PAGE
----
A few weeks back I pulled out a sheet of aluminum foil to wrap up some leftovers, and my brother protested, saying that the use of aluminum near food was hazardous and could lead to all sorts of mental and physical health problems. I knew better, of course, than to leave something wrapped in aluminum out at room temperature (here’s how to prevent botulism), but to completely avoid it sounded like another internet misinformation campaign. I decided to do a little digging.
Yes, you need to be careful in the prevention of botulism, but aluminum isn’t the big bad monster the internet has made it out to be – it isn’t “neurotoxic” in and of itself, and the information gathered by medical professionals negates the idea that it is a contributor to Alzheimer’s disease. Exposure to aluminum does not appear to cause any proclaimed side effects, such as loss of balance or bone damage.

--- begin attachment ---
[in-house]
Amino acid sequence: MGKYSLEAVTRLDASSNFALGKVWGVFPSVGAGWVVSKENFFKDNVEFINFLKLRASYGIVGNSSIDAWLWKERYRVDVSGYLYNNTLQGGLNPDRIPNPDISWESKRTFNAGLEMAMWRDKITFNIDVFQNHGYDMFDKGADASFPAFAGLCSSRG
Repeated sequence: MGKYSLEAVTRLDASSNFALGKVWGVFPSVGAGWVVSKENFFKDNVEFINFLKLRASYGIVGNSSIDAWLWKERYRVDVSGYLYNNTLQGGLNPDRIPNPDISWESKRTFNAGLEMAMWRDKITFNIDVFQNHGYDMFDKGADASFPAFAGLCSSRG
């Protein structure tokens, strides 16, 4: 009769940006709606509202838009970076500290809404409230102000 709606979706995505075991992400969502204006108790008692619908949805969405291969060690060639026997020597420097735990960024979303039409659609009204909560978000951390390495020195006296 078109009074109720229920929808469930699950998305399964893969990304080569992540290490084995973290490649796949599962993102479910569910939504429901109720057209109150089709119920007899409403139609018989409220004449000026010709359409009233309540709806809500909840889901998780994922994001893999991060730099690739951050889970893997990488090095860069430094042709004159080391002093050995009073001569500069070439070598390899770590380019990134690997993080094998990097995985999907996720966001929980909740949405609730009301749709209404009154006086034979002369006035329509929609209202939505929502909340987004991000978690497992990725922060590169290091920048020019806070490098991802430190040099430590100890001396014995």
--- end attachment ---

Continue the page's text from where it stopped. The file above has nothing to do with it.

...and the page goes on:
It appears to be a case of smart use versus overuse. People working with metals commonly wear protection to prevent the metals from being ingested, but typical daily use of aluminum and other metals is not only common, but so much so that it is quite inescapable. Fortunately, everyday use is deemed safe. Aluminum is used to process much of our food, as well as medicine.
If you do want to limit your use of aluminum, you can forego using buffering aspirin, but otherwise you can rest easy knowing that the vilification of aluminum is just another internet fad. Always make sure to do your research, check in with verified sources, and do what you can to educate others. Aluminum isn’t a health hazard – it’s a common metal we use every day.